PORTUGAL : The European country that wants more migrants. Unlike most European nations, who are trying to reduce the influx of migrants, Portugal is bucking the trend by looking to immigration as a way to counter its declining population.

''We need more immigration and we won't tolerate any xenophobic rhetoric,'' Prime Minister Antonio Costa told activists at a  party conference in May, drawing resounding applause.

Demonstrating this openness, Portugal was one of the first that volunteered to take in some of the migrants on board the  Lifeline , a rescue ship which had been stranded at sea since June 21 after Italy refused it safe harbour.

And as European leaders struggled to reach a deal at a summit last week over who should take in migrants rescued off the coast of North Africa, Portugal's socialist government was already taking steps to make itself a more attractive destination.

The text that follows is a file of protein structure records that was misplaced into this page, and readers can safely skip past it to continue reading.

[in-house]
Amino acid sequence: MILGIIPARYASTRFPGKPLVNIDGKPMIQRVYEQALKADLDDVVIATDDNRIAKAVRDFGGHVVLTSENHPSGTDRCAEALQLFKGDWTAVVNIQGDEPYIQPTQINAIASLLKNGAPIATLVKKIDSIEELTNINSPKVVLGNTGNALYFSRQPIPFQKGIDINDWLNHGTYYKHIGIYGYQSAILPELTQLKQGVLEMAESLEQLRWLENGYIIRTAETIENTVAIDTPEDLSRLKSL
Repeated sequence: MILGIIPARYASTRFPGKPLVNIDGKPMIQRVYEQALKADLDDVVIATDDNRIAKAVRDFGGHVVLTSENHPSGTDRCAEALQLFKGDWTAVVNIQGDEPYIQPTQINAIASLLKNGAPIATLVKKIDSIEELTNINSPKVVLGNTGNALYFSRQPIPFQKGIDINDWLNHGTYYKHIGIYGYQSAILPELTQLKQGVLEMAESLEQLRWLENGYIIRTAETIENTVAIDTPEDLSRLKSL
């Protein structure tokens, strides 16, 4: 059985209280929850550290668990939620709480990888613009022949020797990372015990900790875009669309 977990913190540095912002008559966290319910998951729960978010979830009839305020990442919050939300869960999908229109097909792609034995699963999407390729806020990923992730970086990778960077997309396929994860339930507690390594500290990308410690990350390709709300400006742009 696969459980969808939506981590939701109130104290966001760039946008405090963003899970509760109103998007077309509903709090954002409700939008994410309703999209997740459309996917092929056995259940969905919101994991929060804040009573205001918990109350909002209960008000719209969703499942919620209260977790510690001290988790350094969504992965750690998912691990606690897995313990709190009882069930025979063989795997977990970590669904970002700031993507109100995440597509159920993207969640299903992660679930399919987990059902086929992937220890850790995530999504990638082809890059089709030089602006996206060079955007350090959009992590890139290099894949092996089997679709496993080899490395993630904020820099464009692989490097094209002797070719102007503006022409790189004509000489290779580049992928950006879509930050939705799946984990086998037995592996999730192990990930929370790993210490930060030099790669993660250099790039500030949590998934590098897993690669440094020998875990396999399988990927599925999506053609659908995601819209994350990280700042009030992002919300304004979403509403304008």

''It was a very difficult summit and the apparent consensus reached in the deal did not hide the deep divisions which are today threatening the European Union,'' Costa after leaving the summit.

And Friday's election of former Portuguese minister Antonio Vitorino as head of the  International Organization for Migration  ''demonstrates the great importance that Portugal places on dialogue about the issue,'' the foreign minister said.

AIM : 75,000 a year.

Costa, whose father was a well known communist writer descended from an aristocratic family in the former Portuguese colony of  Goa in India,  has made reviving the declining population a  key element  of his political programme.

And it will be a  central issue  for him as the country heads into election next year in which Costa is the frontrunner.

According to studies quoted by the government, Portugal needs at least  75,000  new residents every year simply to maintain  a stable working population, which today numbers just  10.4 million.


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